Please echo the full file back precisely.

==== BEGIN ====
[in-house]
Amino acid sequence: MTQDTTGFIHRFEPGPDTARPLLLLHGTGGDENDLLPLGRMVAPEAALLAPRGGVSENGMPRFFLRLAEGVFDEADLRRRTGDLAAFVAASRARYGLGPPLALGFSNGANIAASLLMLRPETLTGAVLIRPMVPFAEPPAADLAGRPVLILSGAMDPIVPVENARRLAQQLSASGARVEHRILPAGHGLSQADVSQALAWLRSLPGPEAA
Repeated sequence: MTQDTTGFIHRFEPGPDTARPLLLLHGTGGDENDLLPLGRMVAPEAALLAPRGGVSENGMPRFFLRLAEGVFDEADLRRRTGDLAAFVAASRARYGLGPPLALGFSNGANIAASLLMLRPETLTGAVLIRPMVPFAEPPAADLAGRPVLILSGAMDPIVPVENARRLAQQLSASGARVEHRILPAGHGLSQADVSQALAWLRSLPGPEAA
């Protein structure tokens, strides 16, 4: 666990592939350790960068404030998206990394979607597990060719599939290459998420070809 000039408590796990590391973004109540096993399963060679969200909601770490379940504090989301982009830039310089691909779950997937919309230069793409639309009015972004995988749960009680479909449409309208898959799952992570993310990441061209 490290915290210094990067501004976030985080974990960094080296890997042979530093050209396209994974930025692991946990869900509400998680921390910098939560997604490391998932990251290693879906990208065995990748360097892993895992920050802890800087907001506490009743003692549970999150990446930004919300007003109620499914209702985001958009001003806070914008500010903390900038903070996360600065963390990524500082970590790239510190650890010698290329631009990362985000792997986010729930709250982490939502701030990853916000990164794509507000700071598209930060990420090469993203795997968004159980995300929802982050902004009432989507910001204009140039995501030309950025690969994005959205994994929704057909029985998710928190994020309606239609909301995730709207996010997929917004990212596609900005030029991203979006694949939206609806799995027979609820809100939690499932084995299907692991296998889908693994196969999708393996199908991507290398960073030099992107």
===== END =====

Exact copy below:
[in-house]
Amino acid sequence: MTQDTTGFIHRFEPGPDTARPLLLLHGTGGDENDLLPLGRMVAPEAALLAPRGGVSENGMPRFFLRLAEGVFDEADLRRRTGDLAAFVAASRARYGLGPPLALGFSNGANIAASLLMLRPETLTGAVLIRPMVPFAEPPAADLAGRPVLILSGAMDPIVPVENARRLAQQLSASGARVEHRILPAGHGLSQADVSQALAWLRSLPGPEAA
Repeated sequence: MTQDTTGFIHRFEPGPDTARPLLLLHGTGGDENDLLPLGRMVAPEAALLAPRGGVSENGMPRFFLRLAEGVFDEADLRRRTGDLAAFVAASRARYGLGPPLALGFSNGANIAASLLMLRPETLTGAVLIRPMVPFAEPPAADLAGRPVLILSGAMDPIVPVENARRLAQQLSASGARVEHRILPAGHGLSQADVSQALAWLRSLPGPEAA
């Protein structure tokens, strides 16, 4: 666990592939350790960068404030998206990394979607597990060719599939290459998420070809 000039408590796990590391973004109540096993399963060679969200909601770490379940504090989301982009830039310089691909779950997937919309230069793409639309009015972004995988749960009680479909449409309208898959799952992570993310990441061209 490290915290210094990067501004976030985080974990960094080296890997042979530093050209396209994974930025692991946990869900509400998680921390910098939560997604490391998932990251290693879906990208065995990748360097892993895992920050802890800087907001506490009743003692549970999150990446930004919300007003109620499914209702985001958009001003806070914008500010903390900038903070996360600065963390990524500082970590790239510190650890010698290329631009990362985000792997986010729930709250982490939502701030990853916000990164794509507000700071598209930060990420090469993203795997968004159980995300929802982050902004009432989507910001204009140039995501030309950025690969994005959205994994929704057909029985998710928190994020309606239609909301995730709207996010997929917004990212596609900005030029991203979006694949939206609806799995027979609820809100939690499932084995299907692991296998889908693994196969999708393996199908991507290398960073030099992107």